This is a shame, because if you enjoy reading, then libraries are about the most bang for the buck of any public service. Memphis libraries do so many things right and are putting up a good fight. Their public computers are great equalizers. Both the main library and branch libraries are stocking more copies of more new books and making them easier to browse and check out.
My mother was a librarian who used to bring home a half-dozen books and leave them on the coffee table, figuring I would read one or two of them eventually. It became a habit. I rake four or five books a week off the shelves of new releases at the downtown library. It could not be easier. Two librarians, no waiting. Me and the homeless guys. Ten minutes, and I'm out of there. Typically, I read two of them, browse one, never open the fourth, return them late, pay a few bucks in fines, and repeat.
There are disadvantages to letting someone else select your book menu. Some popular writers are so good that if I pick up one of their books and take it on a road trip, I won't read anything else. When there are so many good books, why are there so many bad movies? Why reinvent James Bond and Jason Bourne when Lee Child's Jack Reacher, Loren Estleman's Amos Walker, and Nelson DeMille's John Corey deserve some screen time?
I probably know more than anyone needs to know about the marriage problems of John and Elizabeth Edwards, thanks to Game Change and The Politician. And about South Carolina governor Mark Sanford and his wife Jenny (beautiful and principled but flat-chested and spurned for a South American cutie) thanks to Staying True. And about Elizabeth Gilbert and Felipe thanks to Committed. But reading about other people's screw-ups makes you feel better about your own.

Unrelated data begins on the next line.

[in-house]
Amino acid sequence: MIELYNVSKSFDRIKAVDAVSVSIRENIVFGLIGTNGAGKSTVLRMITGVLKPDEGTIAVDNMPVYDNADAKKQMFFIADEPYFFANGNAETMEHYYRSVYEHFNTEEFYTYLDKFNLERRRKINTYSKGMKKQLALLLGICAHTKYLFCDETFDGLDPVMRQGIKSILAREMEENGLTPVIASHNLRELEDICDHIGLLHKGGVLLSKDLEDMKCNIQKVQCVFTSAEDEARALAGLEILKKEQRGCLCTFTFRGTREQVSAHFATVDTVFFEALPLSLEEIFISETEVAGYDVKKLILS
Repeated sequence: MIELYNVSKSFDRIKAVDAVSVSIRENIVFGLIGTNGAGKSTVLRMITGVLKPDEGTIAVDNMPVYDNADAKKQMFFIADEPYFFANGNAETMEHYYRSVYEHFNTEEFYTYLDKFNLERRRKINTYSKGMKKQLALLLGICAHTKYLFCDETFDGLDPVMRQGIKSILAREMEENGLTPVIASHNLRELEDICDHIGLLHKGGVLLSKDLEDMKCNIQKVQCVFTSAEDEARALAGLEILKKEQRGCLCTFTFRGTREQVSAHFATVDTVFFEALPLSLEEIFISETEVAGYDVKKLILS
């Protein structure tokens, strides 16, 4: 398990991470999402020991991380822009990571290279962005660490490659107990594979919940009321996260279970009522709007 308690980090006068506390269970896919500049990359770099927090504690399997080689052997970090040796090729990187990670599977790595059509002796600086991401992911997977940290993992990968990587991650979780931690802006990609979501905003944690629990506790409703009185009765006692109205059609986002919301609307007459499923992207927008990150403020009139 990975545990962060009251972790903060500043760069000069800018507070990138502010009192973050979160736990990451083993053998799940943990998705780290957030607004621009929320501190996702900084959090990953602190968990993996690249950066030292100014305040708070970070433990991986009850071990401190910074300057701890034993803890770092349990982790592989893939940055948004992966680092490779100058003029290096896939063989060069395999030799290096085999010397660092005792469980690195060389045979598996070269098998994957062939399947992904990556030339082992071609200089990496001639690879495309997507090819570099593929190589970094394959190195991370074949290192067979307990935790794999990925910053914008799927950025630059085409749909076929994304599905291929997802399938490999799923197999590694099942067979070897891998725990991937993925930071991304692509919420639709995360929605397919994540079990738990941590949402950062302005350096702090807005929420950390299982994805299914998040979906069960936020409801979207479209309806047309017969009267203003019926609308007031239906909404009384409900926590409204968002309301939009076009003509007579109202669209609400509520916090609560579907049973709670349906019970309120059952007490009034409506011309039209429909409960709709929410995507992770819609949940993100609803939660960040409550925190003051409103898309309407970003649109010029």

And reading about self-improvement is easier than actually doing something about it. I devoured Blink by Malcolm Gladwell, Drive by Daniel Pink, and The Checklist Manifesto by Atul Gawande but remain a forgetful slacker. Fortunately, there's a book for that, too — try My Footprint by compulsive eater Jeff Garlin, who plays Larry David's manager on Curb Your Enthusiasm.
Why do we read what we read? For one thing, because it's available. In reading as in retailing, shelf space matters. The beauty of the new-releases section is convenience and variety. Like a traveler, you get out of your ruts and meet people you wouldn't meet otherwise.
Sloane Crosley (How Did You Get This Number) is young and funny. Malcolm Gladwell (Outliers) shows how people who do things out of the ordinary are not like the rest of us. Christopher Hitchens (Hitch-22) is interesting whether he's writing about God or himself. Andre Agassi (Open) is several cuts above the average ex-jock as an author. Sebastian Junger (War) brings home the war in Afghanistan.
Would I have read these if I had had to prowl the library stacks with a copy of The New York Times Book Review in my hand? Maybe, but I doubt it. The Dewey Decimal System is a mystery. If something is on the upper floors of the main library, just ask one of the librarians to help you find it. They're nice people, and they tell you things if you ask them.